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BOSTON SPORTS TONIGHT PODCAST: What's going on between Patriots, Butler?

0:41 - Tom Curran, Michael Holley, Tom Giles, and Kayce Smith discuss what’s going on between the Patriots and Malcolm Butler after Bill Belichick praised Jonathan Jones and Eric Rowe but didn’t have much to say on Butler.

5:39 - John Farrell thinks David Price out of the bullpen can be similar to Andrew Miller with the Indians last year in the playoffs. Our panel on BST break it down.

10:35 - Curran, Holley, Smith, and Phil Perry talk about the NFL ratings being down and why that continues to be.

15:15 - Evan Drellich joins BST after the Red Sox win to explain why Drew Pomeranz could be even more threatening, how good the bullpen actually is, and the offense not driving in runs.

Dorsett (knee) hoping to be able to practice this week

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Dorsett (knee) hoping to be able to practice this week

FOXBORO -- The picture at wide receiver wasn't pretty for the Patriots by the time the clock hit zeros in the fourth quarter in New Orleans over the weekend. 

Chris Hogan looked hobbled for much of the second half. Phillip Dorsett left with a knee injury. Danny Amendola was ruled out well in advance of kickoff with a concussion and a knee injury. Matthew Slater was ruled out due to a hamstring injury. Brandin Cooks looked like the only Patriots wideout to finish the game feeling spry.

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But as the team prepares for the Texans this week, Dorsett is hoping he'll be back on the field with his teammates for practice.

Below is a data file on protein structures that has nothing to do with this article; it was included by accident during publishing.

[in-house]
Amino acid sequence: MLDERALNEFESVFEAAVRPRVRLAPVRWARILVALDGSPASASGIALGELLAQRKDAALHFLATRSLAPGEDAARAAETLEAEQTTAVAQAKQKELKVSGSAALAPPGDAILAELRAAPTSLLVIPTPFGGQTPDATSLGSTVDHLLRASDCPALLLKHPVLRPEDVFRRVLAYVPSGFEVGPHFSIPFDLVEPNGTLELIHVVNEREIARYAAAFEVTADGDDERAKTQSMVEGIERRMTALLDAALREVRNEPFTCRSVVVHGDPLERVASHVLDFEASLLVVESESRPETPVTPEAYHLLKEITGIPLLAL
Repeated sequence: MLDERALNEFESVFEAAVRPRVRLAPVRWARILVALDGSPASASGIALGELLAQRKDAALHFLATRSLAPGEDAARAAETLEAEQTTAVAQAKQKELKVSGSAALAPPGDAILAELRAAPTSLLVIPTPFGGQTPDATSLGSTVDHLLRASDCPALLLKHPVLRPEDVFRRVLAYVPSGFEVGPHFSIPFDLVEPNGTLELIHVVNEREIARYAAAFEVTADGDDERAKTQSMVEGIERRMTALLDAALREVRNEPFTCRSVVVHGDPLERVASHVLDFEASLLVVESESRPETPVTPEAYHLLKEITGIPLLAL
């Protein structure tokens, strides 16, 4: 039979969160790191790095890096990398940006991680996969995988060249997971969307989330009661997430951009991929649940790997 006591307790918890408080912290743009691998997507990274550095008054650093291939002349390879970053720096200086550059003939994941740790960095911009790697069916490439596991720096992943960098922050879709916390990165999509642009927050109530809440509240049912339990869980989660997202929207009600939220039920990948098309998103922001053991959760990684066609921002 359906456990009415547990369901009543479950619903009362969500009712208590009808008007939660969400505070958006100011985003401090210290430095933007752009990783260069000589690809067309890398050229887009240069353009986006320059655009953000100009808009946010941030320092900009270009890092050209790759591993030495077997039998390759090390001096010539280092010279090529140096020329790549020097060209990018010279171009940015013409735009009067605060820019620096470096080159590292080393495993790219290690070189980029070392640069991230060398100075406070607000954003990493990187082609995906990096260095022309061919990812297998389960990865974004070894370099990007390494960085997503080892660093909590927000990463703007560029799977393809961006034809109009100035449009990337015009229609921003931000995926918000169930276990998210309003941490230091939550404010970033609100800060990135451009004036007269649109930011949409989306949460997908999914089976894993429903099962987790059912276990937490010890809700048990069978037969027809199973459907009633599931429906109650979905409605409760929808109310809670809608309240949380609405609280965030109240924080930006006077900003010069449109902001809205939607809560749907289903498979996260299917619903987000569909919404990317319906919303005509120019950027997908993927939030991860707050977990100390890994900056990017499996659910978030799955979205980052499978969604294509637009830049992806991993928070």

"I feel good," Dorsett said in the Patriots locker room Monday. "Just a little sore, but I'm alright."

Not only would it help the Patriots offense to have another body available at receiver, but Dorsett understands how crucial it is for him to practice as much as possible. He was acquired in a trade with the Colts just before the season, and he knows he has work to do to get adjusted to his new offense.

"It's just me going out there and getting the plays in practice," Dorsett said when asked about his confidence level in running New England's system. "I feel like practice builds my confidence. If I get to play in practice, I feel more comfortable when it comes to the game."

Dorsett looked comfortable in Week 2, catching three passes for 68 yards. His first grab in the first quarter went for 23 yards and came on a play when Tom Brady, who was hit as he released, threw a floater down the right sideline. Dorsett alertly saw the pass falling short and worked back toward the line of scrimmage to make the catch. 

"I think he trusts me," Dorsett said of Brady. "We work a lot during practice and after practice. Hopefully we can continue to gain more trust as the season goes on. It's only the second game. We got a long way to go."

More practice time would be helpful in allowing that relationship to continue to grow. We'll see if Dorsett gets any when the Patriots take the fields behind Gillette Stadium on Wednesday afternoon.